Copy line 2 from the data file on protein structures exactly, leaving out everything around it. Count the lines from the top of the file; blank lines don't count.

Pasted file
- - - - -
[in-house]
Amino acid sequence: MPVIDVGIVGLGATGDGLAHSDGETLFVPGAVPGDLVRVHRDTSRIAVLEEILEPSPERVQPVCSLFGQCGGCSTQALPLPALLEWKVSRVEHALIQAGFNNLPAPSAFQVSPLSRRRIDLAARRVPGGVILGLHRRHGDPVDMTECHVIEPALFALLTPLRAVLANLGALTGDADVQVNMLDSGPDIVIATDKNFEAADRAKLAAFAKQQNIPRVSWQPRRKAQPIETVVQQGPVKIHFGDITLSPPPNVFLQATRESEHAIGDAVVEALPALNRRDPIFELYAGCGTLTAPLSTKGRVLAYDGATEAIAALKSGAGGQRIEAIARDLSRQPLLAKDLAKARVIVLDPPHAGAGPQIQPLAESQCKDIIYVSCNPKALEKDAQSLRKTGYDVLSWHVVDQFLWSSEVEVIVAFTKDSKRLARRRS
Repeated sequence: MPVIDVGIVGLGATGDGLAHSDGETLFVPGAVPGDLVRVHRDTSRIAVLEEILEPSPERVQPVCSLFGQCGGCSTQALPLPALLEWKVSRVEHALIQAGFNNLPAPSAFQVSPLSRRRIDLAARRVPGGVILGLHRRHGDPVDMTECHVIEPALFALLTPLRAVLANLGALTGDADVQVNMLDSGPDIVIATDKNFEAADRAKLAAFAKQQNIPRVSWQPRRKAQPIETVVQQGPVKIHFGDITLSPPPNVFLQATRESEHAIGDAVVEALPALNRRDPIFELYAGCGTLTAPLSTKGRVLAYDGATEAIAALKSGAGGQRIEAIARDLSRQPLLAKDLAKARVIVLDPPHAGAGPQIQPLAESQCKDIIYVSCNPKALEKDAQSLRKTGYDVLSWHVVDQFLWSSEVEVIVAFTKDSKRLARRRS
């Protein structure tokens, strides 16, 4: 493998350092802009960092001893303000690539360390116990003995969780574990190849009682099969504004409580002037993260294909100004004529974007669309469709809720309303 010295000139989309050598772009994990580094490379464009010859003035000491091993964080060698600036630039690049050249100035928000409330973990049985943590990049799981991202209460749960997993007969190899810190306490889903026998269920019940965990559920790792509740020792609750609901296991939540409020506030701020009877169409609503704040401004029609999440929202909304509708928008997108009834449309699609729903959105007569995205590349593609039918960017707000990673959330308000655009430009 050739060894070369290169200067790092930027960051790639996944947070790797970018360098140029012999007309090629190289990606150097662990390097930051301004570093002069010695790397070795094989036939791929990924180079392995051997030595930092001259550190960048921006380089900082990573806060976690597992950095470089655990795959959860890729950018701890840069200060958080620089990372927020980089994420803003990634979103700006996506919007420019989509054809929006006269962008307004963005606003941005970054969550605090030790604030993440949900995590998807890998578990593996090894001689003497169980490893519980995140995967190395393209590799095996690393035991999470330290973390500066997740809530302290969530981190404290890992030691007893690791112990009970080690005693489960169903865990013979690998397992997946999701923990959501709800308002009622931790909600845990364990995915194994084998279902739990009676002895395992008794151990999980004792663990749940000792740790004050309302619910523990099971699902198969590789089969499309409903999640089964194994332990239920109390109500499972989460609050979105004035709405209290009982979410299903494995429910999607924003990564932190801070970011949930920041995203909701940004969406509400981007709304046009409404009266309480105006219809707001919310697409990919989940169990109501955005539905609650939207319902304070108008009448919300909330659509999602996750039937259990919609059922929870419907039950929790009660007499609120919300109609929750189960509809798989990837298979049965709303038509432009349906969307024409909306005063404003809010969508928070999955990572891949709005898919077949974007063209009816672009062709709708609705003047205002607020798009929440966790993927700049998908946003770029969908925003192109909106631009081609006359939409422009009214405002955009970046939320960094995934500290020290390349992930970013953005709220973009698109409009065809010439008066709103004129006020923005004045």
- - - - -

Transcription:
Amino acid sequence: MPVIDVGIVGLGATGDGLAHSDGETLFVPGAVPGDLVRVHRDTSRIAVLEEILEPSPERVQPVCSLFGQCGGCSTQALPLPALLEWKVSRVEHALIQAGFNNLPAPSAFQVSPLSRRRIDLAARRVPGGVILGLHRRHGDPVDMTECHVIEPALFALLTPLRAVLANLGALTGDADVQVNMLDSGPDIVIATDKNFEAADRAKLAAFAKQQNIPRVSWQPRRKAQPIETVVQQGPVKIHFGDITLSPPPNVFLQATRESEHAIGDAVVEALPALNRRDPIFELYAGCGTLTAPLSTKGRVLAYDGATEAIAALKSGAGGQRIEAIARDLSRQPLLAKDLAKARVIVLDPPHAGAGPQIQPLAESQCKDIIYVSCNPKALEKDAQSLRKTGYDVLSWHVVDQFLWSSEVEVIVAFTKDSKRLARRRS